Nanoparticle Cytometrics: a quantitative analysis of the toxic effect of nanoparticles

Lead Research Organisation: Swansea University
Department Name: College of Engineering


The last decade has seen an explosion in the development and use of nanoscale technologies and materials and this trend will undoubtedly continue for some time to come. It is clear therefore that human exposure to nanoscale particles will grow dramatically and this has triggered serious concerns over the safety of nanoparticles in relation to human health and the wider ecosystems within which we live. Much of this stems from the paradigm shift incorporated in the move to nano scales which invalidates current chemical risk assessments that are based on bulk properties and hence grossly inappropriate for nano-systems. A marked example of this is provided by noble metals such as Gold; these are traditionally viewed as inert and hence bio-compatible however in nano-particulate form the huge increase in their surface area makes them highly reactive. The issue of surface area has led to the realisation that the quantisation of potential toxins into nano-particulate form is important and that assessment of health risk must take account of specific particle number rather than gross measures of chemical solution based on weight per volume. There is also a growing realisation that the function of particles due to size, shape and chemistry is important. This gap in understanding of chemical hazard at the nanoscale has led to a number of reports from government agencies and royal commissions emphasising the need to develop new measurement techniques to quantify the level of nanoparticle dose and to assess potential toxicity. We propose to use flow cytometry, a laser-based technology, to optically track fluorescent nanoparticles within populations of living cells. This optical measurement approach will be linked to electron microscopy to image particles within cells at the nanoscale. Together these techniques will provide a fully calibrated metrology providing information on number of particles per cell for each and every cell within a measured set (typically a million cells). Our objective is to provide a fundamental understanding of the way in which nanoparticle dose is acquired by cells through natural uptake mechanisms (endocytosis) and then diluted within growing tissue as particles are divided between daughter cells upon cell division (mitosis). A range of cell types will be used to reflect the main exposure routes to nanoparticles, i.e. skin, lung and circulatory (blood) systems. A detailed study of any toxic effects of nanoparticles on the cells will be undertaken and this together with the absolute quantification of dose will allow us to correlate any potential nanotoxicity to the number and form of nanoparticle within a given cell type.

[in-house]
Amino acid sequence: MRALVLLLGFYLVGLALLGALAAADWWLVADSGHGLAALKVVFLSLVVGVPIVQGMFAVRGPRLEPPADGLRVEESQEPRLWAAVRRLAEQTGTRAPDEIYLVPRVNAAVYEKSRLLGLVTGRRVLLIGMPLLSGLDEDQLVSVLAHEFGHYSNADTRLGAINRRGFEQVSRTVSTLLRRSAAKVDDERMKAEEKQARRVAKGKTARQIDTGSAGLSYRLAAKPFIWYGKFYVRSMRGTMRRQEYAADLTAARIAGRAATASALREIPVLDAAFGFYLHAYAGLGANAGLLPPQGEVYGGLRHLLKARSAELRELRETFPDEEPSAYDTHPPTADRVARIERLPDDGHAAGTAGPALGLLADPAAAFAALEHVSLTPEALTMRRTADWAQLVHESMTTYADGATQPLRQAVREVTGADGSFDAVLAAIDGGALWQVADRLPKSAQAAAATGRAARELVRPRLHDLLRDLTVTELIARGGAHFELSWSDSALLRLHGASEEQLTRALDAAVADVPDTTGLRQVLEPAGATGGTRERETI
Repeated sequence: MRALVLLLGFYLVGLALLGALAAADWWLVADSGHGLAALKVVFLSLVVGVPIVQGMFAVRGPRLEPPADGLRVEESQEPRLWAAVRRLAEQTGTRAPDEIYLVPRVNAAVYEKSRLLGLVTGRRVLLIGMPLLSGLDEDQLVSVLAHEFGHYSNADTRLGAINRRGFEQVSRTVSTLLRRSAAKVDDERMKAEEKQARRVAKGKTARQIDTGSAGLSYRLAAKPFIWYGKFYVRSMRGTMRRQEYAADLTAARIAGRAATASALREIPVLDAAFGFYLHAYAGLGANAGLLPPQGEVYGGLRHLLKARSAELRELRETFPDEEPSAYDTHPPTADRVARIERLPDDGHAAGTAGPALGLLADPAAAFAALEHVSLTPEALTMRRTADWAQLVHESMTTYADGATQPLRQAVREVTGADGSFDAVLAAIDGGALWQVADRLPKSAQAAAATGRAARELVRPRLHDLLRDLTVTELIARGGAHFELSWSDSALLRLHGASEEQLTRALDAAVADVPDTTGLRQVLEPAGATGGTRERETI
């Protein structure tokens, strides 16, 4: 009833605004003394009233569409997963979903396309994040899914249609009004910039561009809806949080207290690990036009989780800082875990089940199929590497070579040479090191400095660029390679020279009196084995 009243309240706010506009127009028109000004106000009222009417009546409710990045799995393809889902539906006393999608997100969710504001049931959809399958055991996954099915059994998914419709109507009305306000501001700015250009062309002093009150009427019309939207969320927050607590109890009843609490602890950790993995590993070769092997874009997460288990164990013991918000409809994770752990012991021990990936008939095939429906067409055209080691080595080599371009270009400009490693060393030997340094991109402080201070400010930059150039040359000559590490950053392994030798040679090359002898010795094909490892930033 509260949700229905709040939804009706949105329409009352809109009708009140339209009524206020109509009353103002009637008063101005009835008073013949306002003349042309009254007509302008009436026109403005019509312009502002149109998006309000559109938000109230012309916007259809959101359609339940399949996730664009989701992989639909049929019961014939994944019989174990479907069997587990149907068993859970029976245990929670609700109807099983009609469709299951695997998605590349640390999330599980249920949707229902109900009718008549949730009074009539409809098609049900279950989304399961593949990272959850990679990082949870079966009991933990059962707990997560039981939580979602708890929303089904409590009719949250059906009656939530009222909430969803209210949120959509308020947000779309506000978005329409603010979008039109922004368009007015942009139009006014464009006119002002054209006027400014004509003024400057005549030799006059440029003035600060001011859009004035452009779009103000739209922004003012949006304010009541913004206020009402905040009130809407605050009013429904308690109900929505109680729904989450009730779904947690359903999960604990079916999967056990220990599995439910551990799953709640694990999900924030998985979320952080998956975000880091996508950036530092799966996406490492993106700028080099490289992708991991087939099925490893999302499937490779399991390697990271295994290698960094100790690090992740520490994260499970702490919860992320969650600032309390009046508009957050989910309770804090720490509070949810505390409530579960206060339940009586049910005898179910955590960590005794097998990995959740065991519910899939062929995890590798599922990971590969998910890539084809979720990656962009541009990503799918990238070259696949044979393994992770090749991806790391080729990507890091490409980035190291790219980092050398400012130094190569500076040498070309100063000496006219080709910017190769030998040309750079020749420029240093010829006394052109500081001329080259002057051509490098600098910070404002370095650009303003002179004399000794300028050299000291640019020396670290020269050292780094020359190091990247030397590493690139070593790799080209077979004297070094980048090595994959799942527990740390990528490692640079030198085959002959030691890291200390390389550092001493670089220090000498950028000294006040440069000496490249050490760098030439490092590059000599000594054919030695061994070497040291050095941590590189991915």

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Description We have established that nanoparticle uptake into biological cells is a random process. Through detailed experimental studies we have shown that statistical mathematics can be used to describe the particle uptake and through this probability approach prediction of nanoparticle-cell interactions can be achieved.

In the context of nanotoxicology research we have shown that time dependent studies provide a more accurate assessment of the actual dose delivered to the cell than the standard end-point measurements.
Exploitation Route Using our findings researchers can now accurately predict the nanoparticle dose across a population of cells and the dilution of this dose as the cells divide. This will allow meaningful assessment of the potency of nanomedicines and the toxicity of nanoparticles.
Sectors Environment


Pharmaceuticals and Medical Biotechnology

Description EPSRC Platform
Amount £1,250,000 (GBP)
Funding ID EP/N013506/1 
Organisation Engineering and Physical Sciences Research Council (EPSRC) 
Sector Public
Country United Kingdom
Start 02/2016 
End 01/2021
Description Joint research programme and student exchange 
Organisation The Methodist Hospital, Houston
Country United States 
Sector Hospitals 
PI Contribution Development of time-mortality based dose-response assays appropriate for the assessment of nanomedicine potency
Collaborator Contribution hosting of students in the US, provision of facilities (EM, animal studies, RF treatment systems), performing experimental studies on nanomedicine-cell interactions in-vitro and in-vivo
Impact Papers published - entered in relevant section PhD student trained and now continuing career as a PDRA in Baylor College of Medicine in Houston
Start Year 2009